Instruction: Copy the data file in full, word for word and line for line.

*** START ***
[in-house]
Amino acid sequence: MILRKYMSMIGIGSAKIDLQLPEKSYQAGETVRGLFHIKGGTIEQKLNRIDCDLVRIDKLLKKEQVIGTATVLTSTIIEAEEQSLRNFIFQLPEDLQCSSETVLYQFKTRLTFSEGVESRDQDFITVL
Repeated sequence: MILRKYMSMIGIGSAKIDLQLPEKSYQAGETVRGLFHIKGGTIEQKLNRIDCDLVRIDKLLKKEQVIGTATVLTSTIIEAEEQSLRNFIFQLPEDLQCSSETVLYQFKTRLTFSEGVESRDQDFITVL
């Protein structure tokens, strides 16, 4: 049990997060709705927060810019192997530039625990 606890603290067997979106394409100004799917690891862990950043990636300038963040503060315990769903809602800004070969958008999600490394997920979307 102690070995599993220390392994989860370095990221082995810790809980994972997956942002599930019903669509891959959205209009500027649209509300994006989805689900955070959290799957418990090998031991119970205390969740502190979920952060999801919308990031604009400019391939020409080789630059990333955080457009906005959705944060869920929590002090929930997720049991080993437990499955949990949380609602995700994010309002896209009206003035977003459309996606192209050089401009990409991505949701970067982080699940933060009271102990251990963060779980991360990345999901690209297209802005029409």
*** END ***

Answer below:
[in-house]
Amino acid sequence: MILRKYMSMIGIGSAKIDLQLPEKSYQAGETVRGLFHIKGGTIEQKLNRIDCDLVRIDKLLKKEQVIGTATVLTSTIIEAEEQSLRNFIFQLPEDLQCSSETVLYQFKTRLTFSEGVESRDQDFITVL
Repeated sequence: MILRKYMSMIGIGSAKIDLQLPEKSYQAGETVRGLFHIKGGTIEQKLNRIDCDLVRIDKLLKKEQVIGTATVLTSTIIEAEEQSLRNFIFQLPEDLQCSSETVLYQFKTRLTFSEGVESRDQDFITVL
């Protein structure tokens, strides 16, 4: 049990997060709705927060810019192997530039625990 606890603290067997979106394409100004799917690891862990950043990636300038963040503060315990769903809602800004070969958008999600490394997920979307 102690070995599993220390392994989860370095990221082995810790809980994972997956942002599930019903669509891959959205209009500027649209509300994006989805689900955070959290799957418990090998031991119970205390969740502190979920952060999801919308990031604009400019391939020409080789630059990333955080457009906005959705944060869920929590002090929930997720049991080993437990499955949990949380609602995700994010309002896209009206003035977003459309996606192209050089401009990409991505949701970067982080699940933060009271102990251990963060779980991360990345999901690209297209802005029409």